European vaccination experts: Influenza and RSV wave rolling through Europe

As of: 12/01/2022 4:42 p.m

Europe is experiencing an early wave of RSV and influenza infections. Because this can pose a threat to health systems and the population, leading European health experts have called for vaccinations.

Faced with a wave of RSV and flu infections in Europe, leading health experts have called on risk groups to be vaccinated against flu (influenza) and Covid-19. Together, the pathogens pose a threat to health systems and populations, they explain.

Vaccinations important for vulnerable groups

In a joint statement wrote EU Health Commissioner Stella Kyriakides, WHO Regional Director Hans Kluge and the Director of the EU Health Authority ECDC, Andrea Ammon, among other things: “This underlines how important it is for vulnerable groups to be vaccinated against influenza and Covid-19 – and how important it is for everyone to protect themselves and others from infection.”

The RS virus

The RS virus is a worldwide pathogen of acute diseases of the upper and lower respiratory tract. It is considered to be one of the most important causative agents of respiratory infections in infants, mainly premature babies and young children.

Many people in hospitals since October

While the influenza viruses A and B spread comparatively early in Europe, Covid-19 is still a threat. In addition, this prepares especially for infants dangerous Respiratory syncytial virus (RSV) is of growing concern.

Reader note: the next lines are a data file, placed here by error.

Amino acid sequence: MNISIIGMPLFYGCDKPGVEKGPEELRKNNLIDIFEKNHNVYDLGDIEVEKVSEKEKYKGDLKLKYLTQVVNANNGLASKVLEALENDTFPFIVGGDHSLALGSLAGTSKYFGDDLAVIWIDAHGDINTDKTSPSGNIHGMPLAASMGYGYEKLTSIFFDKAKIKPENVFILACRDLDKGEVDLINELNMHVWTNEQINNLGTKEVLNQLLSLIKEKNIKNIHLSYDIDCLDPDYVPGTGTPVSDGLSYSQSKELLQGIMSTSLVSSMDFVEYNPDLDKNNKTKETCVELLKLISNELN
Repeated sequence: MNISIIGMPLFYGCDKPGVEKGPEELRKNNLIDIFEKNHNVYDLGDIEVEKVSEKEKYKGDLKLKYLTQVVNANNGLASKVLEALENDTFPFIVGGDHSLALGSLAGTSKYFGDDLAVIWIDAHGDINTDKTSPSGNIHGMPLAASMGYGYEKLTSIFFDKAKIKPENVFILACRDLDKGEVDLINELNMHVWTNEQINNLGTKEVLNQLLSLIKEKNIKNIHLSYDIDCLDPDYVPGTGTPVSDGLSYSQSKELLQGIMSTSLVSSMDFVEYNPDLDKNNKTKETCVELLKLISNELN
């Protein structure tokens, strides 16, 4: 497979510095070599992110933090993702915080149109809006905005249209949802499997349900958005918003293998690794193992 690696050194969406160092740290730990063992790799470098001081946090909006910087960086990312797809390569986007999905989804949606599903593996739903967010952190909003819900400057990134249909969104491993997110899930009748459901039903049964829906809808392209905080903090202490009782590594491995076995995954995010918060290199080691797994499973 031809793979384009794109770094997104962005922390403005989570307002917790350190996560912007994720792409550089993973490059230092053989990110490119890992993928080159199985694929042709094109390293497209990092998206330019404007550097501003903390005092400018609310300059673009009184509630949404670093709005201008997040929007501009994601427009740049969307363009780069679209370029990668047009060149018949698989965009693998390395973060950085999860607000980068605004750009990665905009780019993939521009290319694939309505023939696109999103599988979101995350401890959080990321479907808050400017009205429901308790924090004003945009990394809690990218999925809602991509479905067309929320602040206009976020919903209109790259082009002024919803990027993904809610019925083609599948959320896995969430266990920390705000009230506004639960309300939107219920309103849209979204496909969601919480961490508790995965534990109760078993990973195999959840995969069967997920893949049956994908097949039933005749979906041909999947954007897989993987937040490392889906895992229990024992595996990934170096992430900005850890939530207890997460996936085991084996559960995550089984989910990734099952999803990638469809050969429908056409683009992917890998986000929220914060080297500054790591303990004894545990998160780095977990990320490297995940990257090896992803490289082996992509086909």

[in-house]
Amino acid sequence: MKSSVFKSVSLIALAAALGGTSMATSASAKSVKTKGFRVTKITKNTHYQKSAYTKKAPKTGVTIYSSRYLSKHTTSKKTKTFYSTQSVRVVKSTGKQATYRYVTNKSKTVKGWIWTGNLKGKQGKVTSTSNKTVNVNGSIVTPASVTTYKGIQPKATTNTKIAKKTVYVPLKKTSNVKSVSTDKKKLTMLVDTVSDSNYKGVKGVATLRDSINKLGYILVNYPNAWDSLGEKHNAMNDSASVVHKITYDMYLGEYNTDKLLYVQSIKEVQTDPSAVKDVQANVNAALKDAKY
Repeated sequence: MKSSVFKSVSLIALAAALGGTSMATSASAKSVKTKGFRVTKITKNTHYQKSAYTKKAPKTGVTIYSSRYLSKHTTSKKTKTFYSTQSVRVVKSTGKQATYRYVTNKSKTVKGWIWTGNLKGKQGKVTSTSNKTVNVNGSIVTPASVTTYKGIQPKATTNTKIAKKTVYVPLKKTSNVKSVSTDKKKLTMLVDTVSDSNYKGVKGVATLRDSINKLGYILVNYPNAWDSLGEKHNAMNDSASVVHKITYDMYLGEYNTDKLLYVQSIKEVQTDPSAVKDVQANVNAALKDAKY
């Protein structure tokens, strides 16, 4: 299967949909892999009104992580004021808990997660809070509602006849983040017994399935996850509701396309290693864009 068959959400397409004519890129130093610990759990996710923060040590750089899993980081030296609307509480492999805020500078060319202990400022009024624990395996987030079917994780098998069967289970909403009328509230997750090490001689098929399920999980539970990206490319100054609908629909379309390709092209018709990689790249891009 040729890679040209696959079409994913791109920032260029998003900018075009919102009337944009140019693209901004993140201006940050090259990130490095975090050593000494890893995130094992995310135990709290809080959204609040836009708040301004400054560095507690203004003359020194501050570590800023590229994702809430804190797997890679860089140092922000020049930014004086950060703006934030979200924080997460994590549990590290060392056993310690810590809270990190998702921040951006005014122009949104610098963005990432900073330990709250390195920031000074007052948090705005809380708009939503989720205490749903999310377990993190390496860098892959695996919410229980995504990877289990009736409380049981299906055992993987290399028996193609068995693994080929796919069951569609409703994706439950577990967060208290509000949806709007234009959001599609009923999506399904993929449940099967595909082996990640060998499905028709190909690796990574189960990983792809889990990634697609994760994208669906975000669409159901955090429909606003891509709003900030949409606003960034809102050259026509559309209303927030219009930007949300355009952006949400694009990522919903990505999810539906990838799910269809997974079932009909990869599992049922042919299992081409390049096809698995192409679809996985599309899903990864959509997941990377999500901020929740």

Around 20 countries have registered an increasing number of RSV cases since October. Since October, more and more people – especially older people – have been coming to hospitals with the flu, the experts reported.

Unpredictable situation in Europe

Against the background of this mix of various respiratory diseases, it is difficult to predict how the situation could develop this winter. The health experts therefore warned that vaccination programs and preparedness measures in European countries should be strengthened:

We can’t say it often enough: Vaccines save lives.

Each individual can also use measures such as washing hands, wearing a mask and keeping your distance to help prevent the spread of the infection, the joint report said.

Lack of beds in children’s hospitals in Germany

Due to the high number of RSV infections in children, an acute shortage of beds in children’s hospitals is also becoming more important in Germany. “Out of 110 children’s hospitals, 43 facilities did not have a single bed available in the normal ward,” said the German Interdisciplinary Association for Intensive Care and Emergency Medicine (DIVI) in Munich.

There are only 83 free beds in general in pediatric children’s intensive care units throughout Germany – that is less than one free bed per location. The association wrote to 130 children’s hospitals for the current survey. 110 houses had provided their data from the sample day November 24th, i.e. a week ago.

Many children can heal at home

Lower Saxony’s Health Minister Daniela Behrens spoke of an “extremely serious situation” in an interview with the “Neue Osnabrücker Zeitung” with regard to the cases of the RS virus.

The director and doctor of the Hanover children’s hospital Auf der Bult, Agnes Genewein, also confirmed to the Evangelical Press Service a steep increase in diseases with the RS virus. Especially in young babies, severe courses occur again and again. Nevertheless, most of the courses are so mild that the children recover at home without staying in the hospital.

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